Pakistan Buying Huge Amounts Of Chinese Arms [REPORT]

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China is now the third largest exporter of arms in the world, with Pakistan its biggest customer, and Saudi Arabia is leading the militarization of the Middle East.

Pakistan is the largest buyer of Chinese weapons, but European nations have dramatically reduced arms purchases in recent years, writes Richard Norton-Taylor for The Guardian.

Pakistan buying huge amounts of arms from China

According to a new report from the Stockholm International Peace Research Institute (SIPRI), Communist China has almost doubled arms exports in the last decade. Beijing has the world’s largest armed forces and now has the capability of producing advanced weapons rather than depending on imports.

China has a 5.9% share of the global arms market, which is significantly less than the U.S. and Russia. However Beijing is making strides, and Pakistan is taking advantage.

“Pakistan was the main recipient of Chinese exports, accounting for 35%, followed by Bangladesh and Myanmar, accounting for 20% and 16% respectively (all three states are neighbors of India, the leading importer of arms in the region),” the report said.

India leads global arms import race

Beijing and Islamabad describe themselves as “all-weather friends,” as testament to their close relationship. Reports claim that China provided help in setting up Pakistan’s nuclear and ballistic missile systems in addition to conventional weapons.

According to SIPRI, India was the largest importer of arms from 2011-2015. “In 2011-15 India’s imports were three times greater than those of either of its regional rivals: China and Pakistan,” it said.

India has struggled to develop its domestic arms industry, whereas China continues to surge ahead. As a result Chinese arms imports fell by 25% 2011-15 compared to 2006-10.

“However, China remains partly dependent on imports for some key weapons and components, including large transport aircraft and helicopters, and engines for aircraft, vehicles and ships,” continued the report.

Beijing bought air defense systems and 24 combat jets from Russia in 2015. However further investment in the domestic arms industry could see Chinese imports reduce even further.

Saudi Arabia leads militarization of the Middle East

The five biggest weapons exporters from 2011-15 were the US, Russia, China, France and Germany, which made up 74% of total exports. The U.S. and Russia dominate the market with 58% of total exports.

“The ?ve biggest importers in 2011-15 were India, Saudi Arabia, China, the UAE and Australia. Together, they received 34% of all arms imports,” the report added.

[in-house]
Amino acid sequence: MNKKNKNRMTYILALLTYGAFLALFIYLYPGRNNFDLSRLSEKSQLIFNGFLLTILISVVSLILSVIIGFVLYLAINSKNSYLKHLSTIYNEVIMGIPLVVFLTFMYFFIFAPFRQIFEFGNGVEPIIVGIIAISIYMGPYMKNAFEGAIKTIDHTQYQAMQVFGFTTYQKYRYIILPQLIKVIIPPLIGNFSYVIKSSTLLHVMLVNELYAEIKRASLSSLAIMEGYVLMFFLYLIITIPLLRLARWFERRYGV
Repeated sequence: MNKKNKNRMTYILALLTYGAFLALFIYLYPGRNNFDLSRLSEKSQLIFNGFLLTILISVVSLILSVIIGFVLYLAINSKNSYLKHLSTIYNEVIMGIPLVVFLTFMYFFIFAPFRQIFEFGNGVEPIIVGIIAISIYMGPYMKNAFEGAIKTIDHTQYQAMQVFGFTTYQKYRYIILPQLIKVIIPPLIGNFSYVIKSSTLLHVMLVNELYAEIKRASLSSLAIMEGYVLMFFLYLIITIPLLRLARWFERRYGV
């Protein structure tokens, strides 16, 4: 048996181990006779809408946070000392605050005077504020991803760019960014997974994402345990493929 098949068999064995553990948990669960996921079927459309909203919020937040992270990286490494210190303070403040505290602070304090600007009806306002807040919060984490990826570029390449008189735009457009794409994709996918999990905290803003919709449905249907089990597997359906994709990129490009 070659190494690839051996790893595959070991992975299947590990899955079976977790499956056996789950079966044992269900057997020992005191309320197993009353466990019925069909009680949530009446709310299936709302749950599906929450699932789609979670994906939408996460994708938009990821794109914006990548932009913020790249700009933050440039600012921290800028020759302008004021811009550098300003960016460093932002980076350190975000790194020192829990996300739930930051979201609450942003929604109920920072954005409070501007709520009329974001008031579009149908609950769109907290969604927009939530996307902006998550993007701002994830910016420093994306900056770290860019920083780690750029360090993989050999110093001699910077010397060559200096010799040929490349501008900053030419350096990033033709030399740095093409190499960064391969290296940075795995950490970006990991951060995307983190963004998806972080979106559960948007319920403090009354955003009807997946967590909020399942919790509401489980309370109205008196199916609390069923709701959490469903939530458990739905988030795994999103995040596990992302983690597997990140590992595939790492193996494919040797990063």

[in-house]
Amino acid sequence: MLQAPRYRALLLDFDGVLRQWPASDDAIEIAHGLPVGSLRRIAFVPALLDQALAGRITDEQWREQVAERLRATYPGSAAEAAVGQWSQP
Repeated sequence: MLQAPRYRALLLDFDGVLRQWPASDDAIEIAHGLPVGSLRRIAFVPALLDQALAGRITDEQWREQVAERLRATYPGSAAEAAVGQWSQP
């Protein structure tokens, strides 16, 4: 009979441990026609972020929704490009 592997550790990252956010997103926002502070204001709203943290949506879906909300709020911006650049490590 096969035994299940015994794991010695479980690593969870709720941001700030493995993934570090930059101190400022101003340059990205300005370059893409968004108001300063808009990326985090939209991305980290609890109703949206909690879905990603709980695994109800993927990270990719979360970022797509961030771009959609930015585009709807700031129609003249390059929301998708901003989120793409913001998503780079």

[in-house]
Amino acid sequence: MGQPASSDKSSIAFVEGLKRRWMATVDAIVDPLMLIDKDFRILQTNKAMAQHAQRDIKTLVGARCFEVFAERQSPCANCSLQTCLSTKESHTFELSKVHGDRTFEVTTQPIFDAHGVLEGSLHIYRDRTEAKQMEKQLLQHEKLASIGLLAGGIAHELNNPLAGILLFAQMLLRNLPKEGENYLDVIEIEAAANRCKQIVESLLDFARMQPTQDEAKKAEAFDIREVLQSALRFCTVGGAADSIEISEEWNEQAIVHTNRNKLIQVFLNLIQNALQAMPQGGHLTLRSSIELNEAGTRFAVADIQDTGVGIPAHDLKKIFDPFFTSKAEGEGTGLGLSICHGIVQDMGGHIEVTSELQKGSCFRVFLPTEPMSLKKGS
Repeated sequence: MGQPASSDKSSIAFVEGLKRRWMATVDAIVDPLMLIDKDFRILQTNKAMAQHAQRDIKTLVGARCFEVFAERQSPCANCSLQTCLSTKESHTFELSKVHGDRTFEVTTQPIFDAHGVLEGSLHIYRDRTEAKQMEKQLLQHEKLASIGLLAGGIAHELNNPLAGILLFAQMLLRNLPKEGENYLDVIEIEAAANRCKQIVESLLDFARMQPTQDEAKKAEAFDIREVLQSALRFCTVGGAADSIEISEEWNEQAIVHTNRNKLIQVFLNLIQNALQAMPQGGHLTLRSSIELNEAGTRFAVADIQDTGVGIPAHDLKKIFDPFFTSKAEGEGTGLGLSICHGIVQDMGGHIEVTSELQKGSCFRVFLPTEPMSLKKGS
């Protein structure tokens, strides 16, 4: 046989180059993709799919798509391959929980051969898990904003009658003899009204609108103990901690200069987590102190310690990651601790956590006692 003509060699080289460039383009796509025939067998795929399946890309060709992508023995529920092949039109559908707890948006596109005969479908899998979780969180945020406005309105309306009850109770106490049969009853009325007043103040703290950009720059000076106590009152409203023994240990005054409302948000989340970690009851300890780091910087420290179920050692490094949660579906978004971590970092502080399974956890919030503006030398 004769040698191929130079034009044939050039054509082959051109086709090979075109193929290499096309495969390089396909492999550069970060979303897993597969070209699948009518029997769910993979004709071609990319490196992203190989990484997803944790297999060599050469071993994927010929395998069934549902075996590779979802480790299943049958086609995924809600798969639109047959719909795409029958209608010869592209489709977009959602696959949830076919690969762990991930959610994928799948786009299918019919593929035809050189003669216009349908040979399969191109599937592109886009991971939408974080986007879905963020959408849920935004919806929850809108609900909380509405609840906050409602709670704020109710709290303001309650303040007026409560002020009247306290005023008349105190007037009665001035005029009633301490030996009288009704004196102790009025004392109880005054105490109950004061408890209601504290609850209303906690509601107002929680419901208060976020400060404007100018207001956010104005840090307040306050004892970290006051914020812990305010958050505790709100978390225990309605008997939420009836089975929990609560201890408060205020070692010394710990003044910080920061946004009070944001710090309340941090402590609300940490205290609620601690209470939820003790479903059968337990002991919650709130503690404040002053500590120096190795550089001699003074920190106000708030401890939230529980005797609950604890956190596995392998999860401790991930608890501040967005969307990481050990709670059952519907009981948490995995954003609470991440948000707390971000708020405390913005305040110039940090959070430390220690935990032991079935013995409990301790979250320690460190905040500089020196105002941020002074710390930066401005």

Over the past five years Saudi Arabia has bought 275% more arms than from 2006-10. The development is part of a wider trend in the Middle East, where arms imports rose by 61%.

British firms sold more arms to Saudi Arabia than any other country, but Riyadh bought more arms from the United States than any other exporter. The weapons are implicated in the controversial bombing campaign in Yemen.

“A coalition of Arab states is putting mainly US- and European-sourced advanced arms into use in Yemen,” said Pieter Wezeman, senior researcher with SIPRI. “Despite low oil prices, large deliveries of arms to the Middle East are scheduled to continue as part of contracts signed in the past five years.”

More than 100 new export licenses have been approved for British arms, even since the coalition started bombing Yemen around 12 months ago.

Another big arms importer is Vietnam, which has been importing mainly Russian weapons in the face of increased tensions in the South China Sea. Arms supplies to the country have shot up by 699% in five years.

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About the Author

Brendan Byrne
While studying economics, Brendan found himself comfortably falling down the rabbit hole of restaurant work, ultimately opening a consulting business and working as a private wine buyer. On a whim, he moved to China, and in his first week following a triumphant pub quiz victory, he found himself bleeding on the floor based on his arrogance. The same man who put him there offered him a job lecturing for the University of Wales in various sister universities throughout the Middle Kingdom. While primarily lecturing in descriptive and comparative statistics, Brendan simultaneously earned an Msc in Banking and International Finance from the University of Wales-Bangor. He's presently doing something he hates, respecting French people. Well, two, his wife and her mother in the lovely town of Antigua, Guatemala. To contact Brendan or give him an exclusive, please contact him at [email protected]

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